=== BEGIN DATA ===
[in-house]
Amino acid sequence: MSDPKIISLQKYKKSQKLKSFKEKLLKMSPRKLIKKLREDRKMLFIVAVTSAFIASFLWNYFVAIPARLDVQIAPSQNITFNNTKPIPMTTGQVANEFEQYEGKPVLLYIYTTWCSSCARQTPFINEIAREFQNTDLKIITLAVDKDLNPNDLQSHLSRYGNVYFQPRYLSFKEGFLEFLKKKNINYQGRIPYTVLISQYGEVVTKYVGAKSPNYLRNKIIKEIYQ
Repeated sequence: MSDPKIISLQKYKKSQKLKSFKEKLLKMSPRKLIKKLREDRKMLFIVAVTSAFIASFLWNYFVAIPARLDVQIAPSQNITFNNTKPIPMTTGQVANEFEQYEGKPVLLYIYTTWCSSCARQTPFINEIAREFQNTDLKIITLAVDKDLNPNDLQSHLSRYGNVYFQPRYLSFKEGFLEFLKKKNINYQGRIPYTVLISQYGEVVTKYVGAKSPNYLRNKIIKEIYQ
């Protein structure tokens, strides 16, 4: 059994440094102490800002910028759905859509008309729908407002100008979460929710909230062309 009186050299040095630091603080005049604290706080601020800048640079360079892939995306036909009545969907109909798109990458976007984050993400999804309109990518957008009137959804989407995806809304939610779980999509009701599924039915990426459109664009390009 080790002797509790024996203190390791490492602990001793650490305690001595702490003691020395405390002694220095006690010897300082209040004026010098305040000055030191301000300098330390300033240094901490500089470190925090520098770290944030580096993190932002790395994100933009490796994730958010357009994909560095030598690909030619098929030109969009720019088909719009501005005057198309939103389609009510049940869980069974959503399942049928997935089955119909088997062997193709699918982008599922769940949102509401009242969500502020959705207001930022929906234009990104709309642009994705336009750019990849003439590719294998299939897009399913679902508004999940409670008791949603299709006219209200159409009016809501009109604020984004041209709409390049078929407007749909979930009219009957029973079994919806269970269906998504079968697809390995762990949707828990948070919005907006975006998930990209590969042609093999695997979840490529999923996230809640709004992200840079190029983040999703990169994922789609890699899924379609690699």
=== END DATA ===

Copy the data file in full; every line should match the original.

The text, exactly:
[in-house]
Amino acid sequence: MSDPKIISLQKYKKSQKLKSFKEKLLKMSPRKLIKKLREDRKMLFIVAVTSAFIASFLWNYFVAIPARLDVQIAPSQNITFNNTKPIPMTTGQVANEFEQYEGKPVLLYIYTTWCSSCARQTPFINEIAREFQNTDLKIITLAVDKDLNPNDLQSHLSRYGNVYFQPRYLSFKEGFLEFLKKKNINYQGRIPYTVLISQYGEVVTKYVGAKSPNYLRNKIIKEIYQ
Repeated sequence: MSDPKIISLQKYKKSQKLKSFKEKLLKMSPRKLIKKLREDRKMLFIVAVTSAFIASFLWNYFVAIPARLDVQIAPSQNITFNNTKPIPMTTGQVANEFEQYEGKPVLLYIYTTWCSSCARQTPFINEIAREFQNTDLKIITLAVDKDLNPNDLQSHLSRYGNVYFQPRYLSFKEGFLEFLKKKNINYQGRIPYTVLISQYGEVVTKYVGAKSPNYLRNKIIKEIYQ
């Protein structure tokens, strides 16, 4: 059994440094102490800002910028759905859509008309729908407002100008979460929710909230062309 009186050299040095630091603080005049604290706080601020800048640079360079892939995306036909009545969907109909798109990458976007984050993400999804309109990518957008009137959804989407995806809304939610779980999509009701599924039915990426459109664009390009 080790002797509790024996203190390791490492602990001793650490305690001595702490003691020395405390002694220095006690010897300082209040004026010098305040000055030191301000300098330390300033240094901490500089470190925090520098770290944030580096993190932002790395994100933009490796994730958010357009994909560095030598690909030619098929030109969009720019088909719009501005005057198309939103389609009510049940869980069974959503399942049928997935089955119909088997062997193709699918982008599922769940949102509401009242969500502020959705207001930022929906234009990104709309642009994705336009750019990849003439590719294998299939897009399913679902508004999940409670008791949603299709006219209200159409009016809501009109604020984004041209709409390049078929407007749909979930009219009957029973079994919806269970269906998504079968697809390995762990949707828990948070919005907006975006998930990209590969042609093999695997979840490529999923996230809640709004992200840079190029983040999703990169994922789609890699899924379609690699």